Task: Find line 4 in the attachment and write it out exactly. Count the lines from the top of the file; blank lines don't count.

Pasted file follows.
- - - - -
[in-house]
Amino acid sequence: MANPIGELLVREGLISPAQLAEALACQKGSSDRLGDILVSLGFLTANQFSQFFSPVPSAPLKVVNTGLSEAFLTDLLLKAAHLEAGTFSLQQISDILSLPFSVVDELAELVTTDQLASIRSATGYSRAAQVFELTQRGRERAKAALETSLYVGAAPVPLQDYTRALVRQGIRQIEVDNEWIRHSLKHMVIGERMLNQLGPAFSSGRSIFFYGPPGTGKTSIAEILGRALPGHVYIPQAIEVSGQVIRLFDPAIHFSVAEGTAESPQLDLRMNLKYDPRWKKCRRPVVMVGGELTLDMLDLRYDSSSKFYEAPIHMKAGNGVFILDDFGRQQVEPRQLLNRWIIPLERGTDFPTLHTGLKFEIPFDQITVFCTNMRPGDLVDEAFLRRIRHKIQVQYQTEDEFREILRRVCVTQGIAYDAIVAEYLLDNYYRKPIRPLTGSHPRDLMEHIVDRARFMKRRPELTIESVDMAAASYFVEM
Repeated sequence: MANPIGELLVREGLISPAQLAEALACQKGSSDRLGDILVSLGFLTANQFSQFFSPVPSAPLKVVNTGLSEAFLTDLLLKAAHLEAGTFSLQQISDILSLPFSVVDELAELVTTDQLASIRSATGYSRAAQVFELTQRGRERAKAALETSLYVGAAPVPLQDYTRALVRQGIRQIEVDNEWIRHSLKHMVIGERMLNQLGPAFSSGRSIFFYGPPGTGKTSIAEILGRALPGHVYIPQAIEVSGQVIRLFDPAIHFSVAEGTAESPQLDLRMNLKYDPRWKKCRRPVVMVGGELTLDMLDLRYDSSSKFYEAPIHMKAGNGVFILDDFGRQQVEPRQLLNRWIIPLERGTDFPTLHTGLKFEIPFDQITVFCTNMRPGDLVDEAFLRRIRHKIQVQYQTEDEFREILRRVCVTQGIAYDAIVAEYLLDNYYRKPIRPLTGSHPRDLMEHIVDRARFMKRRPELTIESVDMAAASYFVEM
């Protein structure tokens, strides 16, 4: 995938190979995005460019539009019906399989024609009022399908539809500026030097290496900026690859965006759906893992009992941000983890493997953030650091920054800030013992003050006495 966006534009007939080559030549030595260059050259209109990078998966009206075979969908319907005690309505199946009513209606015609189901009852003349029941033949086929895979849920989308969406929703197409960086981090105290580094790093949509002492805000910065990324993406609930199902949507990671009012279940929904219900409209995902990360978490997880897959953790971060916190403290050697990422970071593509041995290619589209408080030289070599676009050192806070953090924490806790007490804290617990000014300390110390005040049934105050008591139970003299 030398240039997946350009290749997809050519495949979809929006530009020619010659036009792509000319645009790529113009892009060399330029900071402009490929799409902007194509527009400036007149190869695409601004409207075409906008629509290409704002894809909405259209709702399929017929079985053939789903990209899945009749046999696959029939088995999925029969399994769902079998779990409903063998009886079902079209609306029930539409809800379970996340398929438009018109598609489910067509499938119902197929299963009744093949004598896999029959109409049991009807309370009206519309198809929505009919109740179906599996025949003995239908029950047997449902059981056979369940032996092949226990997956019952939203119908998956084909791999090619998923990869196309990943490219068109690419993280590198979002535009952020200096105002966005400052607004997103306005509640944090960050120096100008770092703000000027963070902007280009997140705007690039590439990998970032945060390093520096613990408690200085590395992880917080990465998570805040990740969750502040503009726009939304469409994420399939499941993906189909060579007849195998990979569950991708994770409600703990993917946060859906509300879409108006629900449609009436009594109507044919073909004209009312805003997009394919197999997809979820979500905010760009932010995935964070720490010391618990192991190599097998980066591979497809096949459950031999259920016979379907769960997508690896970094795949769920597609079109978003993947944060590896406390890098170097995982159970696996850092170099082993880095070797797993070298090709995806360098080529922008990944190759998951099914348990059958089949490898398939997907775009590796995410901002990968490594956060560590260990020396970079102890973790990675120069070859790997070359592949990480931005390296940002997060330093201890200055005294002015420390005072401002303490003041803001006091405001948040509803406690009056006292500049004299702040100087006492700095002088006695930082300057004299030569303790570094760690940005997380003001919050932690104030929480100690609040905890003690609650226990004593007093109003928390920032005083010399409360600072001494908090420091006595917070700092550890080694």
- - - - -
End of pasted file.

């Protein structure tokens, strides 16, 4: 995938190979995005460019539009019906399989024609009022399908539809500026030097290496900026690859965006759906893992009992941000983890493997953030650091920054800030013992003050006495 966006534009007939080559030549030595260059050259209109990078998966009206075979969908319907005690309505199946009513209606015609189901009852003349029941033949086929895979849920989308969406929703197409960086981090105290580094790093949509002492805000910065990324993406609930199902949507990671009012279940929904219900409209995902990360978490997880897959953790971060916190403290050697990422970071593509041995290619589209408080030289070599676009050192806070953090924490806790007490804290617990000014300390110390005040049934105050008591139970003299 030398240039997946350009290749997809050519495949979809929006530009020619010659036009792509000319645009790529113009892009060399330029900071402009490929799409902007194509527009400036007149190869695409601004409207075409906008629509290409704002894809909405259209709702399929017929079985053939789903990209899945009749046999696959029939088995999925029969399994769902079998779990409903063998009886079902079209609306029930539409809800379970996340398929438009018109598609489910067509499938119902197929299963009744093949004598896999029959109409049991009807309370009206519309198809929505009919109740179906599996025949003995239908029950047997449902059981056979369940032996092949226990997956019952939203119908998956084909791999090619998923990869196309990943490219068109690419993280590198979002535009952020200096105002966005400052607004997103306005509640944090960050120096100008770092703000000027963070902007280009997140705007690039590439990998970032945060390093520096613990408690200085590395992880917080990465998570805040990740969750502040503009726009939304469409994420399939499941993906189909060579007849195998990979569950991708994770409600703990993917946060859906509300879409108006629900449609009436009594109507044919073909004209009312805003997009394919197999997809979820979500905010760009932010995935964070720490010391618990192991190599097998980066591979497809096949459950031999259920016979379907769960997508690896970094795949769920597609079109978003993947944060590896406390890098170097995982159970696996850092170099082993880095070797797993070298090709995806360098080529922008990944190759998951099914348990059958089949490898398939997907775009590796995410901002990968490594956060560590260990020396970079102890973790990675120069070859790997070359592949990480931005390296940002997060330093201890200055005294002015420390005072401002303490003041803001006091405001948040509803406690009056006292500049004299702040100087006492700095002088006695930082300057004299030569303790570094760690940005997380003001919050932690104030929480100690609040905890003690609650226990004593007093109003928390920032005083010399409360600072001494908090420091006595917070700092550890080694």